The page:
Preference for and impact of telehealth vs in-person asthma visits among Black and Latinx adults

Israel C. Ugalde, Amanda Ratigan, Conner Merriman, Jing Cui, Brianna Ericson, Paula Busse, Jennifer K. Carroll, Thomas Casale, Juan Carlos Celedón, Tamera Coyne-Beasley, Maureen Fagan, Anne L. Fuhlbrigge, Gabriela Gaona Villarreal, Paulina Arias Hernandez, Sunit Jariwala, Jean Kruse, Nancy E. Maher, Brian Manning, Giselle Mosnaim, Sylvette NazarioWilson D. Pace, Wanda Phipatanakul, Victor Pinto-Plata, Isaretta Riley, Jacqueline Rodriguez-Louis, Justin Salciccioli, Kartik Shenoy, Joel B. Shields, Yasir Tarabichi, Bonnie Telon Sosa, Michael E. Wechsler, Juan Wisnivesky, Barbara Yawn, Elliot Israel, Juan Carlos Cardet

Research output: Contribution to journalArticlepeer-review

1 Scopus citations

Abstract

Background: Black and Latinx adults experience disproportionate asthma-related morbidity and limited specialty care access. The severe acute respiratory syndrome coronavirus 2 pandemic expanded telehealth use. Objective: To evaluate visit type (telehealth [TH] vs in-person [IP]) preferences and the impact of visit type on asthma outcomes among Black and Latinx adults with moderate-to-severe asthma. Methods: For this PREPARE trial ancillary study, visit type preference was surveyed by e-mail or telephone post-trial. Emergency medical record data on visit types and asthma outcomes were available for a subset (March 2020 to April 2021). Characteristics associated with visit type preferences, and relationships between visit type and asthma outcomes (control [Asthma Control Test] and asthma-related quality of life [Asthma Symptom Utility Index]), were tested using multivariable regression. Results: A total of 866 participants consented to be surveyed, with 847 respondents. Among the participants with asthma care experience with both visit types, 42.0% preferred TH for regular checkups, which associated with employment (odds ratio [OR] = 1.61; 95% confidence interval [CI], 1.09-2.39; P =.02), lower asthma medication adherence (OR = 1.06; 95% CI, 1.01-1.11; P =.03), and having more historical emergency department and urgent care asthma visits (OR = 1.10 for each additional visit; 95% CI, 1.02-1.18; P =.02), after adjustment. Emergency medical record data were available for 98 participants (62 TH, 36 IP). Those with TH visits were more likely Latinx, from the Southwest, employed, using inhaled corticosteroid–only controller therapy, with lower body mass index, and lower self-reported asthma medication adherence vs those with IP visits only. Both groups had comparable Asthma Control Test (18.4 vs 18.9, P =.52) and Asthma Symptom Utility Index (0.79 vs 0.84, P =.16) scores after adjustment. Conclusion: TH may be similarly efficacious as and often preferred over IP among Black and Latinx adults with moderate-to-severe asthma, especially for regular checkups. Trial Registration: ClinicalTrials.gov Identifier: NCT02995733.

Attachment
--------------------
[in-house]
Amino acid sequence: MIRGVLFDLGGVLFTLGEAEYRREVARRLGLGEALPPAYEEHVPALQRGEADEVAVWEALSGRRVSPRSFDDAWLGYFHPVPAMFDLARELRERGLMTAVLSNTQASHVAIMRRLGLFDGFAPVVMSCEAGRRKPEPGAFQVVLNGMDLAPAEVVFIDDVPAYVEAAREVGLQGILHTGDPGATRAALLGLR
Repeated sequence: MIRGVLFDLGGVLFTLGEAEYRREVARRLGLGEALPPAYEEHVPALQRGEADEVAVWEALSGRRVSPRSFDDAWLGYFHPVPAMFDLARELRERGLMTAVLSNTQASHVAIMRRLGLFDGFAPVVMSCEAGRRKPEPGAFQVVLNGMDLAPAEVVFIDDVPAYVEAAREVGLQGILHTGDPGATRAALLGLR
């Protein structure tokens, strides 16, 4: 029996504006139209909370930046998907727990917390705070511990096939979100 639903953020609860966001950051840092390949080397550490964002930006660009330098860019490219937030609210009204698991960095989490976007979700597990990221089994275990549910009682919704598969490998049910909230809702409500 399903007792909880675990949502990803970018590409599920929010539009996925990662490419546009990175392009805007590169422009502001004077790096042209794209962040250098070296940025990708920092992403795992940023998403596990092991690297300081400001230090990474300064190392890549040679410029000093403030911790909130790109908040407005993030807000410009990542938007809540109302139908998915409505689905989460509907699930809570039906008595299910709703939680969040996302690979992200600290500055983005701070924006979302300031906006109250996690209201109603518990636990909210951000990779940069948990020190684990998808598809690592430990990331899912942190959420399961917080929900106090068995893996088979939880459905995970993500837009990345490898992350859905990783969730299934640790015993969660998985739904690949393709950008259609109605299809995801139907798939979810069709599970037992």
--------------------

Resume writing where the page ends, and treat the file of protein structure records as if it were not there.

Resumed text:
Original languageEnglish
Pages (from-to)614-627.e2
JournalAnnals of Allergy, Asthma and Immunology
Volume131
Issue number5
DOIs
StatePublished - Nov 2023
Externally publishedYes

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